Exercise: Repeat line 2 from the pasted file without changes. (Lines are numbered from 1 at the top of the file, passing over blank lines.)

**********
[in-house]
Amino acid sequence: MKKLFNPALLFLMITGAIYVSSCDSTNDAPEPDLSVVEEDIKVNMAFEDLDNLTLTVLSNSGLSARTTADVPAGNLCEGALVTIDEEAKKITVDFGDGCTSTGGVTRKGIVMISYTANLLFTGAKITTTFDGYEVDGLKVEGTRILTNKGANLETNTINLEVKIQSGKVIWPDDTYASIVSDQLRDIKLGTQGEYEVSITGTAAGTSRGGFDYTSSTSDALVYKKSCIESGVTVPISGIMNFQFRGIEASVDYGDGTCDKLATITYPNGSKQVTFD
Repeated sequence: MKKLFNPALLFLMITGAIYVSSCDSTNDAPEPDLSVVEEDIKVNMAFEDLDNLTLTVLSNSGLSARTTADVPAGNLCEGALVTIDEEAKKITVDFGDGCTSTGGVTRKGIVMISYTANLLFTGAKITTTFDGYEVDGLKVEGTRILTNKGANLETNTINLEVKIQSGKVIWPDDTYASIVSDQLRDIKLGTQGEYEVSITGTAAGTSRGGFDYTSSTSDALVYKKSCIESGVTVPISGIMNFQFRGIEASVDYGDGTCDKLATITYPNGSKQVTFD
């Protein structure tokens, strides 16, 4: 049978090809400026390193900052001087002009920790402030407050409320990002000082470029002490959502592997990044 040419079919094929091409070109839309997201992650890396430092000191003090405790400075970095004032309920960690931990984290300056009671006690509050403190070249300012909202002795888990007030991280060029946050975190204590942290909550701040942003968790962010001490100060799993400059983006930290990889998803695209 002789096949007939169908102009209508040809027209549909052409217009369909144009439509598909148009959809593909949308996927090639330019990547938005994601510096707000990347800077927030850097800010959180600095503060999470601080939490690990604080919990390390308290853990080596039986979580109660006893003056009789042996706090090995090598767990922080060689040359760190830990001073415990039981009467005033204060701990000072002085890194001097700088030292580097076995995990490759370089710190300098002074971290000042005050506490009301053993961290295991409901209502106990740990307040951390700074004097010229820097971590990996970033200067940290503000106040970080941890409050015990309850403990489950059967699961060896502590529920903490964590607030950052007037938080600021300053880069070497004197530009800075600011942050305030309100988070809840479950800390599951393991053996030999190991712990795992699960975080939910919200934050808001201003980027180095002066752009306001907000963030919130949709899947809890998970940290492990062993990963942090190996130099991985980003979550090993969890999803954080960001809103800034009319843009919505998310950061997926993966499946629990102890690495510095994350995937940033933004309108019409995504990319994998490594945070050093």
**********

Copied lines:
Amino acid sequence: MKKLFNPALLFLMITGAIYVSSCDSTNDAPEPDLSVVEEDIKVNMAFEDLDNLTLTVLSNSGLSARTTADVPAGNLCEGALVTIDEEAKKITVDFGDGCTSTGGVTRKGIVMISYTANLLFTGAKITTTFDGYEVDGLKVEGTRILTNKGANLETNTINLEVKIQSGKVIWPDDTYASIVSDQLRDIKLGTQGEYEVSITGTAAGTSRGGFDYTSSTSDALVYKKSCIESGVTVPISGIMNFQFRGIEASVDYGDGTCDKLATITYPNGSKQVTFD